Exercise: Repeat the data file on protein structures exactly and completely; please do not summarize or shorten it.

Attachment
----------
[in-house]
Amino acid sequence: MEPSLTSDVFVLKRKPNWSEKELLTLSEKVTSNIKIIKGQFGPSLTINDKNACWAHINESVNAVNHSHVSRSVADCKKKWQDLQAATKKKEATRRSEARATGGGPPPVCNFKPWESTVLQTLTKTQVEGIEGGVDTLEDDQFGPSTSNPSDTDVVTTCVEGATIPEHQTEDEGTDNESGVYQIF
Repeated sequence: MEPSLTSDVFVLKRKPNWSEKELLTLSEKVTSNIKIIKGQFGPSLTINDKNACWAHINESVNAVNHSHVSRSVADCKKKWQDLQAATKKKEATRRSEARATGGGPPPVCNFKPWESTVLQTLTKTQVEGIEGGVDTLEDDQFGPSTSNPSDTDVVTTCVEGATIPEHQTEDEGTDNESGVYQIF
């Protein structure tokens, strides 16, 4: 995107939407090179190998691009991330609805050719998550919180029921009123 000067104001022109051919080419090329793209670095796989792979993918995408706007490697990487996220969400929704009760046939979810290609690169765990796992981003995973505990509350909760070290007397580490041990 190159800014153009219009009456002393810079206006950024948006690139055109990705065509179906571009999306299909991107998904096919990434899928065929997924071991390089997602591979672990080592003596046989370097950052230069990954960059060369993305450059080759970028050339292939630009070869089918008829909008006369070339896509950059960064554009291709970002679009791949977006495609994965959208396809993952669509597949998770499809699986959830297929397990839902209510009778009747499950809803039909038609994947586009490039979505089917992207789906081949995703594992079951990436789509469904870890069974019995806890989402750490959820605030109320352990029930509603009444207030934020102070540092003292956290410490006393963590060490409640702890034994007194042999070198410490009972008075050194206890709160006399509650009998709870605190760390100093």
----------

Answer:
[in-house]
Amino acid sequence: MEPSLTSDVFVLKRKPNWSEKELLTLSEKVTSNIKIIKGQFGPSLTINDKNACWAHINESVNAVNHSHVSRSVADCKKKWQDLQAATKKKEATRRSEARATGGGPPPVCNFKPWESTVLQTLTKTQVEGIEGGVDTLEDDQFGPSTSNPSDTDVVTTCVEGATIPEHQTEDEGTDNESGVYQIF
Repeated sequence: MEPSLTSDVFVLKRKPNWSEKELLTLSEKVTSNIKIIKGQFGPSLTINDKNACWAHINESVNAVNHSHVSRSVADCKKKWQDLQAATKKKEATRRSEARATGGGPPPVCNFKPWESTVLQTLTKTQVEGIEGGVDTLEDDQFGPSTSNPSDTDVVTTCVEGATIPEHQTEDEGTDNESGVYQIF
């Protein structure tokens, strides 16, 4: 995107939407090179190998691009991330609805050719998550919180029921009123 000067104001022109051919080419090329793209670095796989792979993918995408706007490697990487996220969400929704009760046939979810290609690169765990796992981003995973505990509350909760070290007397580490041990 190159800014153009219009009456002393810079206006950024948006690139055109990705065509179906571009999306299909991107998904096919990434899928065929997924071991390089997602591979672990080592003596046989370097950052230069990954960059060369993305450059080759970028050339292939630009070869089918008829909008006369070339896509950059960064554009291709970002679009791949977006495609994965959208396809993952669509597949998770499809699986959830297929397990839902209510009778009747499950809803039909038609994947586009490039979505089917992207789906081949995703594992079951990436789509469904870890069974019995806890989402750490959820605030109320352990029930509603009444207030934020102070540092003292956290410490006393963590060490409640702890034994007194042999070198410490009972008075050194206890709160006399509650009998709870605190760390100093």